How are you feeling today?
This is a question that comes up often in hockey dressing rooms all over the world. Every day, probably. Why? Because coaches know the best performances come from hockey players who are feelin’ it. The energy of a team that’s buzzing is a huge contrast to the output of a team that’s flat. You can usually tell in the first few minutes of practice whether your team has it or doesn’t. There’s a huge range of reasons why your team might not have the energy it needs, not the least of which is how they recovered from the previous ice session. Sure, we’d all like to blame low energy on bad habits – poor nutrition, lack of sleep, or distraction, but the reality is that hockey is a physically demanding game and it’s important to come down from competition just like it’s important to get up for a game.
But the recovery is usually the first thing to go. Often recovery is the last thing athletes want to do after a performance. Once the emotion of a game is finished, the muscles start to relax and we just want to sit still and chill in our gear for hours.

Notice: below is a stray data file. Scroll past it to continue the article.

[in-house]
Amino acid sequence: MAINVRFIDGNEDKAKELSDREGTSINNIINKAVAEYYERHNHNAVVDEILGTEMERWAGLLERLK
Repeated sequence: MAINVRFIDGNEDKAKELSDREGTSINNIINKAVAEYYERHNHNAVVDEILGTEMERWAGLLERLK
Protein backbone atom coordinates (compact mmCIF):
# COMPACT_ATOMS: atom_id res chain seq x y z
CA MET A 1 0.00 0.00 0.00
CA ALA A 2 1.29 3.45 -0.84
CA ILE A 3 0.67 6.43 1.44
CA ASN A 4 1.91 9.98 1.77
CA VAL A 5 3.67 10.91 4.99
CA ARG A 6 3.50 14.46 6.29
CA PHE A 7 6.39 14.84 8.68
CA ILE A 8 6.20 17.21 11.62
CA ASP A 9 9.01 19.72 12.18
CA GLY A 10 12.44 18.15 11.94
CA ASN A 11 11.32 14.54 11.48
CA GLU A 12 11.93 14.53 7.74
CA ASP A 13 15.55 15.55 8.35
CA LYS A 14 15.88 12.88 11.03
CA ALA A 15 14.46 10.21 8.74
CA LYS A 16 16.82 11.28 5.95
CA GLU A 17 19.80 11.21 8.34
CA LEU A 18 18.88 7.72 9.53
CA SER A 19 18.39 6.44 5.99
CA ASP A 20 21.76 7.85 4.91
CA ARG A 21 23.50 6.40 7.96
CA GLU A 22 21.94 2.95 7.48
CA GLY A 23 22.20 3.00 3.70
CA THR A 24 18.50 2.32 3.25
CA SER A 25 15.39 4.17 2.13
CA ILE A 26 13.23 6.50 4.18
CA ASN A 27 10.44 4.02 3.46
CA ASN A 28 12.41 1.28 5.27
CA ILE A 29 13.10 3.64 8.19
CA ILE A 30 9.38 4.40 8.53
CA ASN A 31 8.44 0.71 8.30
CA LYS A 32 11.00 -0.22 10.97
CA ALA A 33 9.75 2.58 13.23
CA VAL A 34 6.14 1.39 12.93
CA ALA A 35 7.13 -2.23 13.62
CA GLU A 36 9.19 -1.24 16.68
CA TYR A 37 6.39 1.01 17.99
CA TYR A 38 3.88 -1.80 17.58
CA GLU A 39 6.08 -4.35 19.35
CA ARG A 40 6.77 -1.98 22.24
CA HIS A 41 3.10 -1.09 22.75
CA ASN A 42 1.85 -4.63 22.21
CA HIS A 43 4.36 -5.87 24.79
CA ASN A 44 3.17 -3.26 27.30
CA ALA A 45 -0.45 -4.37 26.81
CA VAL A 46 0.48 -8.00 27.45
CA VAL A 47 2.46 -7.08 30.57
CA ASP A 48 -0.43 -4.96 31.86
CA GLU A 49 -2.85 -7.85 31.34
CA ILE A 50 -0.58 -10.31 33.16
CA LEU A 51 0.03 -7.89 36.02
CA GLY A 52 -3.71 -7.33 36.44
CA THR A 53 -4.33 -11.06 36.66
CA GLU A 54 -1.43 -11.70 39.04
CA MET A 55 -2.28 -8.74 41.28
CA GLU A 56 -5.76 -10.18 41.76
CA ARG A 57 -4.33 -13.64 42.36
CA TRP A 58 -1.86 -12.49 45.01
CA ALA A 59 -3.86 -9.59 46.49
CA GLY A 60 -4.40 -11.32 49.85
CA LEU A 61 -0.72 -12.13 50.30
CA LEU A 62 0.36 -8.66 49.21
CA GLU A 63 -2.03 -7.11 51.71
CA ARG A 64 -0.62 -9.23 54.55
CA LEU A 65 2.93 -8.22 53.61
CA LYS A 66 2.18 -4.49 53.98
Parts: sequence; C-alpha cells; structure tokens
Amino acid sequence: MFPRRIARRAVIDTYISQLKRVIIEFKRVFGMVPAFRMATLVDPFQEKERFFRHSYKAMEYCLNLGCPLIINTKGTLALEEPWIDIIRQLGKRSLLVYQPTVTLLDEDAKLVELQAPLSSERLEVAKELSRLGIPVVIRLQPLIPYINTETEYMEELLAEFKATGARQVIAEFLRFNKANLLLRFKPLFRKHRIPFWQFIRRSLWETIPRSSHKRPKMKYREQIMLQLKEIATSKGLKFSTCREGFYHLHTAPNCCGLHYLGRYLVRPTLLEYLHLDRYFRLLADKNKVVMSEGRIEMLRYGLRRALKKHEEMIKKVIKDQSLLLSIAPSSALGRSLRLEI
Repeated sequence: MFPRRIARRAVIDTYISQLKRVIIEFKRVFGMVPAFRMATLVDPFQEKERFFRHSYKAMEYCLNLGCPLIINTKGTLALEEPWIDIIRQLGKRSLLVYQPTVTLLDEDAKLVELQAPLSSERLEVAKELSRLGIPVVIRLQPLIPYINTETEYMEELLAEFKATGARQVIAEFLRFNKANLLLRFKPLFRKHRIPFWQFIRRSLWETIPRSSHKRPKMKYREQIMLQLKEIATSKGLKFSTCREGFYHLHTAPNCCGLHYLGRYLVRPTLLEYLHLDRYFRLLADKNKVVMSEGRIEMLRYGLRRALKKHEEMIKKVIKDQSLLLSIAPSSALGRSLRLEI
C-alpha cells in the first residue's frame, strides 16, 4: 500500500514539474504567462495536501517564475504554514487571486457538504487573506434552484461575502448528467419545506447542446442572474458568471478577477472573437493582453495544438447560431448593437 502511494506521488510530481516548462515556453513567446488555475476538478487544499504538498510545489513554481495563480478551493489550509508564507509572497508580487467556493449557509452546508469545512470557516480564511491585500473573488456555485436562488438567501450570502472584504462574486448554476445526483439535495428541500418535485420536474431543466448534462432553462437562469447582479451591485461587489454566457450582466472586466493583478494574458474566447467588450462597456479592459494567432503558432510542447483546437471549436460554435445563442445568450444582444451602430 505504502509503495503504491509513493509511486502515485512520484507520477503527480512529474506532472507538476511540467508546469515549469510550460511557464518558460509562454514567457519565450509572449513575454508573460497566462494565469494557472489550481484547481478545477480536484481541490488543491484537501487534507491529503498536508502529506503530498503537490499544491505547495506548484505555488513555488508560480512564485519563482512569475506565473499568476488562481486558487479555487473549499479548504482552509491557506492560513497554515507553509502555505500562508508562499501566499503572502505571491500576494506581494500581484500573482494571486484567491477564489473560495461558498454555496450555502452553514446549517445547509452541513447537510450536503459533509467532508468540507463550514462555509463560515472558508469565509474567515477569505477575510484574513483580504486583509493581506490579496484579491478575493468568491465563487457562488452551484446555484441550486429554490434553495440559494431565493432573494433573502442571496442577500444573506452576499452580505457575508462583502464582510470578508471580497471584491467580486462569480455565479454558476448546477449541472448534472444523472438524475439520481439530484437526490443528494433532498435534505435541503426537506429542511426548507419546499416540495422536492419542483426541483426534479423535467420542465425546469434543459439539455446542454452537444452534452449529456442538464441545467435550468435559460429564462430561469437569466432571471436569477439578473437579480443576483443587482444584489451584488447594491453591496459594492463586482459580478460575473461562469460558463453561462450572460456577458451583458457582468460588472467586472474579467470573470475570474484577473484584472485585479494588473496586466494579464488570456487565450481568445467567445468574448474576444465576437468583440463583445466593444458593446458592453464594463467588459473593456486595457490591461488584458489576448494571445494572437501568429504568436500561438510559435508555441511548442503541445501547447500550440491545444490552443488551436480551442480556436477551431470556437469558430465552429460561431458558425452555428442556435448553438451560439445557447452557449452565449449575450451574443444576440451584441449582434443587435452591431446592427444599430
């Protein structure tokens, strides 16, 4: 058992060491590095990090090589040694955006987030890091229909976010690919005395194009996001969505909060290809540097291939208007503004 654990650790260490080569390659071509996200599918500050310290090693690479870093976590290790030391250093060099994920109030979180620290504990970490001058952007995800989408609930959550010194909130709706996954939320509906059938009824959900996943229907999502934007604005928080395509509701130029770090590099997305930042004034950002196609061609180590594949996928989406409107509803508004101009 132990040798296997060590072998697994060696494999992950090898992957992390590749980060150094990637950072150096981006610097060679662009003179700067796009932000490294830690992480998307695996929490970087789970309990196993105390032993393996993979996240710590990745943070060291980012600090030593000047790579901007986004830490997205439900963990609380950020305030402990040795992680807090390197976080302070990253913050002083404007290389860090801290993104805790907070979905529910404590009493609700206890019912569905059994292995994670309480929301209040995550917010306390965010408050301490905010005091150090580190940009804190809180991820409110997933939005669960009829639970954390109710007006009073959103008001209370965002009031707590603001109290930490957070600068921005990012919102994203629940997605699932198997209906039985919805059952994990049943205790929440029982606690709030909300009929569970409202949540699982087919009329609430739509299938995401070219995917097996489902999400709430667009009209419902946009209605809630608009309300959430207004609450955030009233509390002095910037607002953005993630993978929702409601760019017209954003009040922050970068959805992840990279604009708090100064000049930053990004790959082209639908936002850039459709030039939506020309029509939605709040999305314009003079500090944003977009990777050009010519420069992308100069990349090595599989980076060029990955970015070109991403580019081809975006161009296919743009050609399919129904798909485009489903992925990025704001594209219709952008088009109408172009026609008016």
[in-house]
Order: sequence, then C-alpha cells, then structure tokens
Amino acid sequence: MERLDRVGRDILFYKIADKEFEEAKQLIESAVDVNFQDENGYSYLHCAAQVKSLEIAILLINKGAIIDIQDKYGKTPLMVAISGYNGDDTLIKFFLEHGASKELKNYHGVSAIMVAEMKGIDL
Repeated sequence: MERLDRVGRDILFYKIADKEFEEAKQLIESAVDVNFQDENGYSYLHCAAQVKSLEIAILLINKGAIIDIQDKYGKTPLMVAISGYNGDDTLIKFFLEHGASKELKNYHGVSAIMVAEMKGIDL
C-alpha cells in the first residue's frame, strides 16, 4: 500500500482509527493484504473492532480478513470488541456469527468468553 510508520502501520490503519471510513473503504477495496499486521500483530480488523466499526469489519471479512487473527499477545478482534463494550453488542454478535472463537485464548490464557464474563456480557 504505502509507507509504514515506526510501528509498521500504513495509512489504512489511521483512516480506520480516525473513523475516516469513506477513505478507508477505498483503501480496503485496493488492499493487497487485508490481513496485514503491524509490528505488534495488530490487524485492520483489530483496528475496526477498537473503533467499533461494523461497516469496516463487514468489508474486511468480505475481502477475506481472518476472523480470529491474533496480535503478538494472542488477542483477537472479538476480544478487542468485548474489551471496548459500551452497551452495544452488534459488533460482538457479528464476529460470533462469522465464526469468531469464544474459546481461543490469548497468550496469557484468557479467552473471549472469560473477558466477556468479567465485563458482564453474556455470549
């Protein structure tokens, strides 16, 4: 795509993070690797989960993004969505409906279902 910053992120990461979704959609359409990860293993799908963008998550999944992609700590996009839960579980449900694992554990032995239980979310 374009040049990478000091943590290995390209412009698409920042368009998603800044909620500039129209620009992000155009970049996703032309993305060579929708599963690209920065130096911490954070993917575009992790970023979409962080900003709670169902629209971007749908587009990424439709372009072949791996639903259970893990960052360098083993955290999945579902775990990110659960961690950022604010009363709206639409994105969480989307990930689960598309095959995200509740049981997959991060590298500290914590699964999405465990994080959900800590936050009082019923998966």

But for Oliver Finlay, the advantages of a proper recovery for hockey players are well worth the added exertion.
“So how do you individualize recovery strategies?”
That’s Oli Finlay from our 2017 coaches’ conference in the snippet below. According to Finlay, not all recovery strategies are born equal – what works for one athlete might not work for another. Think about it; hockey players need different recovery techniques than tennis players, soccer players, and so on. And Oli Finlay is here to tell us that it doesn’t stop there. Hockey players sitting beside each other in the dressing room might differ in their recovery needs once they step off the ice, and this fact is true whether they’re 8 years old or 28.
And for Finlay, the best way to get your players recovered and ready for the next game? Appeal to their natural competitive instincts.
That’s right – keep score.
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